Format

Send to

Choose Destination
J Control Release. 2011 Mar 10;150(2):204-11. doi: 10.1016/j.jconrel.2010.11.019. Epub 2010 Nov 23.

Analyses of nanoformulated antiretroviral drug charge, size, shape and content for uptake, drug release and antiviral activities in human monocyte-derived macrophages.

Author information

1
Department of Pharmacology and Experimental Neuroscience, University of Nebraska Medical Center, Omaha, NE 68198-5880, USA. anowacek@unmc.edu

Abstract

Long-term antiretroviral therapy (ART) for human immunodeficiency virus type one (HIV-1) infection shows limitations in pharmacokinetics and biodistribution while inducing metabolic and cytotoxic aberrations. In turn, ART commonly requires complex dosing schedules and leads to the emergence of viral resistance and treatment failures. We posit that the development of nanoformulated ART could preclude such limitations and affect improved clinical outcomes. To this end, we wet-milled 20 nanoparticle formulations of crystalline indinavir, ritonavir, atazanavir, and efavirenz, collectively referred to as "nanoART," then assessed their performance using a range of physicochemical and biological tests. These tests were based on cell-nanoparticle interactions using monocyte-derived macrophages and their abilities to uptake and release nanoformulated drugs and affect viral replication. We demonstrate that physical characteristics such as particle size, surfactant coating, surface charge, and most importantly shape are predictors of cell uptake and antiretroviral efficacy. These studies bring this line of research a step closer to developing nanoART that can be used in the clinic to affect the course of HIV-1 infection.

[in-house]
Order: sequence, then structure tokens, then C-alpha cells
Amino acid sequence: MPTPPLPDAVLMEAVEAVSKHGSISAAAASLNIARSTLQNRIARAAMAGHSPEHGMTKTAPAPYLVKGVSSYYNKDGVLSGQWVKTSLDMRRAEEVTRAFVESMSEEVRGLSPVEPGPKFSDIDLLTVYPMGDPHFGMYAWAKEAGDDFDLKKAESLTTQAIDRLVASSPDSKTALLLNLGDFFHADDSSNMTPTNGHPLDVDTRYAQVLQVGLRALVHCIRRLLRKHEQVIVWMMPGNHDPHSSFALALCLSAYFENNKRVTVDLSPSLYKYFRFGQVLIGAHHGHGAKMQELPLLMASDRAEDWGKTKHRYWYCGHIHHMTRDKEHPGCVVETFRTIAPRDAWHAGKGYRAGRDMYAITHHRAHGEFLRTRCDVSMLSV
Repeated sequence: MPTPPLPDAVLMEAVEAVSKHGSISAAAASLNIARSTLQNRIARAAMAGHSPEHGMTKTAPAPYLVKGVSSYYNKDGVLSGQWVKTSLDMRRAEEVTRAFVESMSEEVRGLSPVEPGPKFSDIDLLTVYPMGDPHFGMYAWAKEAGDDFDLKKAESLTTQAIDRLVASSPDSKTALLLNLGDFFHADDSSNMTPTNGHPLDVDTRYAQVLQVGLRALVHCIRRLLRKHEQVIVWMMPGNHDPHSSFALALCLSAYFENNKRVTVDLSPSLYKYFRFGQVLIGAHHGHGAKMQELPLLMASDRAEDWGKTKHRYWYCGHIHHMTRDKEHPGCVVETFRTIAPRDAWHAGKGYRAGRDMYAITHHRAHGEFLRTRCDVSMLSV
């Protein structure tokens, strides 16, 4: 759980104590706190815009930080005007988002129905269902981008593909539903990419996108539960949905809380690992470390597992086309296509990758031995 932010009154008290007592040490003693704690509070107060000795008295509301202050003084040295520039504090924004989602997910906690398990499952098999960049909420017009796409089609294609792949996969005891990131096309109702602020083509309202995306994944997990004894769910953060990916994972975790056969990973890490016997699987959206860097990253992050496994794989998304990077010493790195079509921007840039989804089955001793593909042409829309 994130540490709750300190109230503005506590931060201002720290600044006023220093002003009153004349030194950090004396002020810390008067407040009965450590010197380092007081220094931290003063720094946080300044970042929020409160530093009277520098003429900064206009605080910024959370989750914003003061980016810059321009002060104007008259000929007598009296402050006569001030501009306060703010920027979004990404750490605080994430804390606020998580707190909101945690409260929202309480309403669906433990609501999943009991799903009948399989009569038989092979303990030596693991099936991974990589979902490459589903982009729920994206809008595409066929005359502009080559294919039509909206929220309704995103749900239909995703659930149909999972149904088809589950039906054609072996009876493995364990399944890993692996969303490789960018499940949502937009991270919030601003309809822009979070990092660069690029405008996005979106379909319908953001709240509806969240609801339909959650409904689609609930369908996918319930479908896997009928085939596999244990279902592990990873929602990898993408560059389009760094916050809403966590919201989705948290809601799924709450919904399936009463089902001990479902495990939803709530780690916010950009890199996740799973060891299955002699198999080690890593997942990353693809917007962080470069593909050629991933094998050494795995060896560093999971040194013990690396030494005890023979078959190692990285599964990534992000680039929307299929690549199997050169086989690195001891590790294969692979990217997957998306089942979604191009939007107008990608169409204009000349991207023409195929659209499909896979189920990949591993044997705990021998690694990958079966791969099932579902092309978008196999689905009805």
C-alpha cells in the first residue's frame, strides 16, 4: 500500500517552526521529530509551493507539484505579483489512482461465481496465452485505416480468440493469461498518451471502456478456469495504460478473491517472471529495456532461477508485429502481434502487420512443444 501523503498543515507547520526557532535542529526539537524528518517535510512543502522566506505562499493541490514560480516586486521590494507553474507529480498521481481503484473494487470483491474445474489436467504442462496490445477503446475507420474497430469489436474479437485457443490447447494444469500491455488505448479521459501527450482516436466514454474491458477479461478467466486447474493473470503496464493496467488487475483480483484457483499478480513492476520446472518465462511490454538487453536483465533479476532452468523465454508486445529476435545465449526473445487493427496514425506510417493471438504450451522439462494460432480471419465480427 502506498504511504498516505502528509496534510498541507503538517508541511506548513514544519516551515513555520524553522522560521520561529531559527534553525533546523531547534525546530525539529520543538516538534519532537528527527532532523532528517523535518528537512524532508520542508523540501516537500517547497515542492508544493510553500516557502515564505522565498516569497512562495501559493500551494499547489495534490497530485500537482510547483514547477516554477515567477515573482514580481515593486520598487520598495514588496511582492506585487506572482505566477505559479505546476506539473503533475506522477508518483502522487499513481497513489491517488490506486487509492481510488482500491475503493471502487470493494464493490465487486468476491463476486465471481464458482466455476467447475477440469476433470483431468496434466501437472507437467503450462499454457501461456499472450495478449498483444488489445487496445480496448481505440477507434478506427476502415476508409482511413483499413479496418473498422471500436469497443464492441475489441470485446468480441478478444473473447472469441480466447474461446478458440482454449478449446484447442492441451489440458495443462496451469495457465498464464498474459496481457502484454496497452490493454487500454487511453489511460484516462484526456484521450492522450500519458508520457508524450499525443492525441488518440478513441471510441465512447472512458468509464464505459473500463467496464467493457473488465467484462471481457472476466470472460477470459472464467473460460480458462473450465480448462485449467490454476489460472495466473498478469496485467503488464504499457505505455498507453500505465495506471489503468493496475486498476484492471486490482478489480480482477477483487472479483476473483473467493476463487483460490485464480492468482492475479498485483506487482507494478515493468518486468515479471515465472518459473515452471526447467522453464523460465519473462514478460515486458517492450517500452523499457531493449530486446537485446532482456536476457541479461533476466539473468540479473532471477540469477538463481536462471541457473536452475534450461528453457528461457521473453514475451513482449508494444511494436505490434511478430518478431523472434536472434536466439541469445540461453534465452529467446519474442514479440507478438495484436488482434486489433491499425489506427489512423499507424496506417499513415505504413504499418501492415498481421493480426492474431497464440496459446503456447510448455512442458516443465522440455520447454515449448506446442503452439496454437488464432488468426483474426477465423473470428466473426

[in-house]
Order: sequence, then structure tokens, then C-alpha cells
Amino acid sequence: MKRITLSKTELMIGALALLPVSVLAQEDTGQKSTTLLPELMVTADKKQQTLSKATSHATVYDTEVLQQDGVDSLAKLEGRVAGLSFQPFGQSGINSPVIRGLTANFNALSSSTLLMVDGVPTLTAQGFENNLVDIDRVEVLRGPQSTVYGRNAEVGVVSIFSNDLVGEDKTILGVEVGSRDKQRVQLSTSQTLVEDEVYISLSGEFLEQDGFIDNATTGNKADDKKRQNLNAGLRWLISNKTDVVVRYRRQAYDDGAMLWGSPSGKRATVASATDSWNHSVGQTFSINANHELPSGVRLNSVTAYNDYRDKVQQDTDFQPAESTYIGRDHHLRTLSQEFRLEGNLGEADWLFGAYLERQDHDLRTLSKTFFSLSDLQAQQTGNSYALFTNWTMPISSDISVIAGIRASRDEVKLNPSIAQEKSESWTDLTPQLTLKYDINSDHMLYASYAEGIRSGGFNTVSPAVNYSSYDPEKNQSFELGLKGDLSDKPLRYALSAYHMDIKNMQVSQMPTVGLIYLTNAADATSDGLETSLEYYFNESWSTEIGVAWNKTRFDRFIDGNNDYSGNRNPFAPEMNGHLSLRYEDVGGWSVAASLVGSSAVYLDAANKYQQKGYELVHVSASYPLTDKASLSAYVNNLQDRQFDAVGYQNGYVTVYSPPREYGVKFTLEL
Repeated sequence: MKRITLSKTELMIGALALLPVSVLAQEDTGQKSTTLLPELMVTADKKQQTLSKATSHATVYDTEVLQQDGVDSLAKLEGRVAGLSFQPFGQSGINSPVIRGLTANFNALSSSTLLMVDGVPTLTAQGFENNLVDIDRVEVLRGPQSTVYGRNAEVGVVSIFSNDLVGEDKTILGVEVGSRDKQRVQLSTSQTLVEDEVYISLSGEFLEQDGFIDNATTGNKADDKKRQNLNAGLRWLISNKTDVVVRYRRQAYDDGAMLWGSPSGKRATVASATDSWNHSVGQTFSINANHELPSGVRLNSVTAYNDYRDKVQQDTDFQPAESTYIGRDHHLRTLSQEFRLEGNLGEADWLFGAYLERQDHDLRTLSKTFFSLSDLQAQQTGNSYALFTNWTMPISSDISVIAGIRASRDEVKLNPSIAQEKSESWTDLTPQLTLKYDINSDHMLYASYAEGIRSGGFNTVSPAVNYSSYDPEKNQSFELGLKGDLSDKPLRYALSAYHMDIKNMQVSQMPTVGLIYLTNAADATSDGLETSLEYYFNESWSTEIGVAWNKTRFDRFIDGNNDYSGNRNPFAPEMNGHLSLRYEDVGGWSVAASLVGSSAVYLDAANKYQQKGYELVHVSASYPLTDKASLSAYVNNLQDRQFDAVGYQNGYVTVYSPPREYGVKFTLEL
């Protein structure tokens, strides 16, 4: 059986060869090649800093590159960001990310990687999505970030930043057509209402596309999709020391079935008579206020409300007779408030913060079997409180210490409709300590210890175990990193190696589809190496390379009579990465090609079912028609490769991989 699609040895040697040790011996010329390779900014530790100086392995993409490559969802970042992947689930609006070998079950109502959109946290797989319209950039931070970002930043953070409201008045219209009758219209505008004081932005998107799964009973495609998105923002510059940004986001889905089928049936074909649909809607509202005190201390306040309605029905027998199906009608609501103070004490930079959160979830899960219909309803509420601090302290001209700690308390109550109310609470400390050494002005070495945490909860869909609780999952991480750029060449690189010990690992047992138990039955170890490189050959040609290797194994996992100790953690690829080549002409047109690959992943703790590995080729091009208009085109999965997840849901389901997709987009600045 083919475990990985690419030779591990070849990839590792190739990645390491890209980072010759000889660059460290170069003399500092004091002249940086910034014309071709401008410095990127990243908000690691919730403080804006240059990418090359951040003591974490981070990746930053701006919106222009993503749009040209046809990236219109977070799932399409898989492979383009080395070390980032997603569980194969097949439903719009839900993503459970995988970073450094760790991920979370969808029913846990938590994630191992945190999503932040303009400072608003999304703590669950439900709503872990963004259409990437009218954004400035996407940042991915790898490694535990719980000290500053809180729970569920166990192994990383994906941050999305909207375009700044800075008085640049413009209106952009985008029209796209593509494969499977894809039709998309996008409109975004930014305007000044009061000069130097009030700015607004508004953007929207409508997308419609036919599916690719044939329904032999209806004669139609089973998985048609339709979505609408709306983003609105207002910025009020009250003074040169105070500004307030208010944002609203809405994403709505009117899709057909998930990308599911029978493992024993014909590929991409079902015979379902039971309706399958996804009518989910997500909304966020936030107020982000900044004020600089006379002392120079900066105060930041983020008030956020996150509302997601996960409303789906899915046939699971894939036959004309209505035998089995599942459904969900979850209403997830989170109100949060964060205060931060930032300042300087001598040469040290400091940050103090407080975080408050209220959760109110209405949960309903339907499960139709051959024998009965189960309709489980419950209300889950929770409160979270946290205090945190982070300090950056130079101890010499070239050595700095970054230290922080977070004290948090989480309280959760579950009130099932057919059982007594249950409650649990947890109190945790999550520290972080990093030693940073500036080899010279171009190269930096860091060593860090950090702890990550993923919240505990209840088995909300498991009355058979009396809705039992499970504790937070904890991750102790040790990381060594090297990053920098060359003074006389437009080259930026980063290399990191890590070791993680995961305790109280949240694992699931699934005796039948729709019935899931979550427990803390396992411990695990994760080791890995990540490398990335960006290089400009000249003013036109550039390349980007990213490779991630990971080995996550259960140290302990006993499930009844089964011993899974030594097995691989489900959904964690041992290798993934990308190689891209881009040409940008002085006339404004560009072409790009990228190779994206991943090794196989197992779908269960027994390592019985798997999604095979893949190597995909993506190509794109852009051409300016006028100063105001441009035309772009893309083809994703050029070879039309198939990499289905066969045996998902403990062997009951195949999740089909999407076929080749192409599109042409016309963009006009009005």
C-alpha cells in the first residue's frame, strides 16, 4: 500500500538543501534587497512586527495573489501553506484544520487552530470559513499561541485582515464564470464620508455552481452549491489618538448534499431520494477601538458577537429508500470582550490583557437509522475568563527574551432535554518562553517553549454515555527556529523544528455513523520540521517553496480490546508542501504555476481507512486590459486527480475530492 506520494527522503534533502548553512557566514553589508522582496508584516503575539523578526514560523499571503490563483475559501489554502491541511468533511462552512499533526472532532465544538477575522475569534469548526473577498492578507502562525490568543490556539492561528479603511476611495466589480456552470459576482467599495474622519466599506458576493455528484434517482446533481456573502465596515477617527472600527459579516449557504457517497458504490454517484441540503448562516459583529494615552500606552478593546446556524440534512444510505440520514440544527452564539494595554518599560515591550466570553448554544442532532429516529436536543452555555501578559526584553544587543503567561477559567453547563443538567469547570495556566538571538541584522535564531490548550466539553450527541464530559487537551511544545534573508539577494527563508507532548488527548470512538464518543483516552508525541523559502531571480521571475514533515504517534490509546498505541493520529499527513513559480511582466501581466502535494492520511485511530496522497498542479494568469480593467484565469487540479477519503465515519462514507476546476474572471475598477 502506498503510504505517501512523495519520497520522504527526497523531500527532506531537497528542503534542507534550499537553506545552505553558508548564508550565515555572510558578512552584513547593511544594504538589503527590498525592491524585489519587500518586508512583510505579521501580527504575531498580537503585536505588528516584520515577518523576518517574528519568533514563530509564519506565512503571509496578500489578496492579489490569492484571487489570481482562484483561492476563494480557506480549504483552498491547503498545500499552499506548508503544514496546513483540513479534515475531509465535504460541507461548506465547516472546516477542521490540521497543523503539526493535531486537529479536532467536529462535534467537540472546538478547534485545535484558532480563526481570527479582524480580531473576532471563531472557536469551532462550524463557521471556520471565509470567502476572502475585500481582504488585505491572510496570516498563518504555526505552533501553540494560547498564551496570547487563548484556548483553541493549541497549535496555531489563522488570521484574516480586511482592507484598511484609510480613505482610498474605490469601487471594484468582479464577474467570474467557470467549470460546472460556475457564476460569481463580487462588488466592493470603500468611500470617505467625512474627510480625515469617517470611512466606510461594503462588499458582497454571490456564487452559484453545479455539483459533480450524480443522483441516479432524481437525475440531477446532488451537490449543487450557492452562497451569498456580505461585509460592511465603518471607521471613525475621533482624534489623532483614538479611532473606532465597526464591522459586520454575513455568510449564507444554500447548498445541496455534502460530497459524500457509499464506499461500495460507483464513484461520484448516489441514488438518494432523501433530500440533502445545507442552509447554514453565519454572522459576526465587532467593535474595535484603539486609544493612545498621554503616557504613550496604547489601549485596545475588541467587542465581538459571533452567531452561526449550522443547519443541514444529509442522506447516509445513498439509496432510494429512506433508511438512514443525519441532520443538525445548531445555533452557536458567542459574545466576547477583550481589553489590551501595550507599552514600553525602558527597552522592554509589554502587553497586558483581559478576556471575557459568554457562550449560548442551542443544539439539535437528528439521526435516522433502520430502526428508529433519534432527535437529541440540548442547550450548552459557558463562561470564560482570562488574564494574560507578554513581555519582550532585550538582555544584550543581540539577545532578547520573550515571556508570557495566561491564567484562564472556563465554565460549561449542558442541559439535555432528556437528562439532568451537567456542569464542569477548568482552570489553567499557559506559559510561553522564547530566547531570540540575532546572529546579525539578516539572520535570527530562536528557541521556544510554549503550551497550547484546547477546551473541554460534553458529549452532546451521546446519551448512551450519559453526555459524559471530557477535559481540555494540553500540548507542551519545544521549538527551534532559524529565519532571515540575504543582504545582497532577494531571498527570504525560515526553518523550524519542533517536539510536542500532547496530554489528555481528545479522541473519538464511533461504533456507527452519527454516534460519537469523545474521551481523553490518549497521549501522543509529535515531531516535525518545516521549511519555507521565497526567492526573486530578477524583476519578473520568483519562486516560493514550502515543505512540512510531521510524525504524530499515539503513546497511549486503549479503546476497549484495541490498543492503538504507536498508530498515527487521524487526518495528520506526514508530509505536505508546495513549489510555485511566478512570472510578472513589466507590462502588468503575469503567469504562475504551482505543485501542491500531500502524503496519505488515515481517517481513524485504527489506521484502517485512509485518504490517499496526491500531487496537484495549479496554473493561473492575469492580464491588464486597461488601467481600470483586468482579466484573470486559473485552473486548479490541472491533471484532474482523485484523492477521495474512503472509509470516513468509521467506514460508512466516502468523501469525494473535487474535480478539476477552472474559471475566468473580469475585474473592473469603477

PMID:
21108978
PMCID:
PMC3065529
DOI:
10.1016/j.jconrel.2010.11.019
[Indexed for MEDLINE]
Free PMC Article

Publication types, MeSH terms, Substances, Grant support

Publication types

MeSH terms

Substances

Grant support

Supplemental Content

Full text links

Icon for Elsevier Science Icon for PubMed Central
Loading ...
Support Center